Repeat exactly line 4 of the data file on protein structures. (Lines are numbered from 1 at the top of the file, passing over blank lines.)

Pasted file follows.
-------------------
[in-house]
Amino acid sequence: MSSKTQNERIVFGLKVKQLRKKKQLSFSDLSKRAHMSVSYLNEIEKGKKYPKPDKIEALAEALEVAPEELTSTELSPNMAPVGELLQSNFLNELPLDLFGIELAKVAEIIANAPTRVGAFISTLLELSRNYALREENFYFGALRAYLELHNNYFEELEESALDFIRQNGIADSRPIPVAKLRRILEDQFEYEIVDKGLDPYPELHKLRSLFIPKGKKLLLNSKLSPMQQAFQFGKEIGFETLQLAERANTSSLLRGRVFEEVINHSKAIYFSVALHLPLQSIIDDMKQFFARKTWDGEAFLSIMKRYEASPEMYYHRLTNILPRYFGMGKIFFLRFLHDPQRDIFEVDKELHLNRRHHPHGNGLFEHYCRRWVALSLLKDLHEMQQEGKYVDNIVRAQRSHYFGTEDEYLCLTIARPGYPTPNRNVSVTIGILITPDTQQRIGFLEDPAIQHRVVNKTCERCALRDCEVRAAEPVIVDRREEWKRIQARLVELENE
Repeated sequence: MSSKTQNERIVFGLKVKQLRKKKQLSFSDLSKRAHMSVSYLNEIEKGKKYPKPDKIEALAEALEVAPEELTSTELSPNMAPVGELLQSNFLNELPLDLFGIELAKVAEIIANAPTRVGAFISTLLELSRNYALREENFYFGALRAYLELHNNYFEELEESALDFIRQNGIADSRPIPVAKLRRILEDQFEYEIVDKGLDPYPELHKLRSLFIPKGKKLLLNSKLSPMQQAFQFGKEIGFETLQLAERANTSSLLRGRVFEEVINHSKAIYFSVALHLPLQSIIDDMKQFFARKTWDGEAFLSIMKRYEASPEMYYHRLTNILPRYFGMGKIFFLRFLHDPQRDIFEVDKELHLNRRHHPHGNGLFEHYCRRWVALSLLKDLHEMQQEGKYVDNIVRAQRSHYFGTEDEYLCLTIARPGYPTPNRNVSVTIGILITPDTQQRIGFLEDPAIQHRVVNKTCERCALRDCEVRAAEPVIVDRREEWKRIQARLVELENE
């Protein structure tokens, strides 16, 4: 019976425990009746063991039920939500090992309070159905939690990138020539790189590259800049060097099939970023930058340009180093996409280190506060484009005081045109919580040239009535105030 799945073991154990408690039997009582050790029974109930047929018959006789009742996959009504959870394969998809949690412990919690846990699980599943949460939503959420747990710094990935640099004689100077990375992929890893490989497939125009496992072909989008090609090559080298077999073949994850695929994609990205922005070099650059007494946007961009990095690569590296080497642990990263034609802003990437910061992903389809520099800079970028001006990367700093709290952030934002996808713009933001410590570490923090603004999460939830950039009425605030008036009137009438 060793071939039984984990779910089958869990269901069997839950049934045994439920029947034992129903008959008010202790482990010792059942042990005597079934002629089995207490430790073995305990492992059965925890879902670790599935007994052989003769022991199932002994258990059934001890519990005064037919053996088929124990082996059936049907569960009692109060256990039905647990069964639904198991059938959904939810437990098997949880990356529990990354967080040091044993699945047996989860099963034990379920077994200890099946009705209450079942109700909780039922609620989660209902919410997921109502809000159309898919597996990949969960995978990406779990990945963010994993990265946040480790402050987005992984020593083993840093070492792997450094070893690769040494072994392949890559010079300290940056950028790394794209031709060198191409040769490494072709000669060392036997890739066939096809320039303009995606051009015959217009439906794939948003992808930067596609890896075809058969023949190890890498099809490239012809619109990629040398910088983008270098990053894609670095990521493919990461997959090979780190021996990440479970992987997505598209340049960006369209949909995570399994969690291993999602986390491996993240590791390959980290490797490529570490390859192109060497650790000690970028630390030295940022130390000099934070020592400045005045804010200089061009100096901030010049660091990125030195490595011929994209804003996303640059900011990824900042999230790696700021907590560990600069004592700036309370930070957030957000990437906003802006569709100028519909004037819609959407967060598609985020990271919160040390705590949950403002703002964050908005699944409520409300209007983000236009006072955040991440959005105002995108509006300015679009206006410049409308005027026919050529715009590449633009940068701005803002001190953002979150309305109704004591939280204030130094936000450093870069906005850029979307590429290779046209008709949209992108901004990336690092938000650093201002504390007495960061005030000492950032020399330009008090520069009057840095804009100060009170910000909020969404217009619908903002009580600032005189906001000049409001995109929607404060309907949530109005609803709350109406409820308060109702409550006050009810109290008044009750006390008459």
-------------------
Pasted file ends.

């Protein structure tokens, strides 16, 4: 019976425990009746063991039920939500090992309070159905939690990138020539790189590259800049060097099939970023930058340009180093996409280190506060484009005081045109919580040239009535105030 799945073991154990408690039997009582050790029974109930047929018959006789009742996959009504959870394969998809949690412990919690846990699980599943949460939503959420747990710094990935640099004689100077990375992929890893490989497939125009496992072909989008090609090559080298077999073949994850695929994609990205922005070099650059007494946007961009990095690569590296080497642990990263034609802003990437910061992903389809520099800079970028001006990367700093709290952030934002996808713009933001410590570490923090603004999460939830950039009425605030008036009137009438 060793071939039984984990779910089958869990269901069997839950049934045994439920029947034992129903008959008010202790482990010792059942042990005597079934002629089995207490430790073995305990492992059965925890879902670790599935007994052989003769022991199932002994258990059934001890519990005064037919053996088929124990082996059936049907569960009692109060256990039905647990069964639904198991059938959904939810437990098997949880990356529990990354967080040091044993699945047996989860099963034990379920077994200890099946009705209450079942109700909780039922609620989660209902919410997921109502809000159309898919597996990949969960995978990406779990990945963010994993990265946040480790402050987005992984020593083993840093070492792997450094070893690769040494072994392949890559010079300290940056950028790394794209031709060198191409040769490494072709000669060392036997890739066939096809320039303009995606051009015959217009439906794939948003992808930067596609890896075809058969023949190890890498099809490239012809619109990629040398910088983008270098990053894609670095990521493919990461997959090979780190021996990440479970992987997505598209340049960006369209949909995570399994969690291993999602986390491996993240590791390959980290490797490529570490390859192109060497650790000690970028630390030295940022130390000099934070020592400045005045804010200089061009100096901030010049660091990125030195490595011929994209804003996303640059900011990824900042999230790696700021907590560990600069004592700036309370930070957030957000990437906003802006569709100028519909004037819609959407967060598609985020990271919160040390705590949950403002703002964050908005699944409520409300209007983000236009006072955040991440959005105002995108509006300015679009206006410049409308005027026919050529715009590449633009940068701005803002001190953002979150309305109704004591939280204030130094936000450093870069906005850029979307590429290779046209008709949209992108901004990336690092938000650093201002504390007495960061005030000492950032020399330009008090520069009057840095804009100060009170910000909020969404217009619908903002009580600032005189906001000049409001995109929607404060309907949530109005609803709350109406409820308060109702409550006050009810109290008044009750006390008459």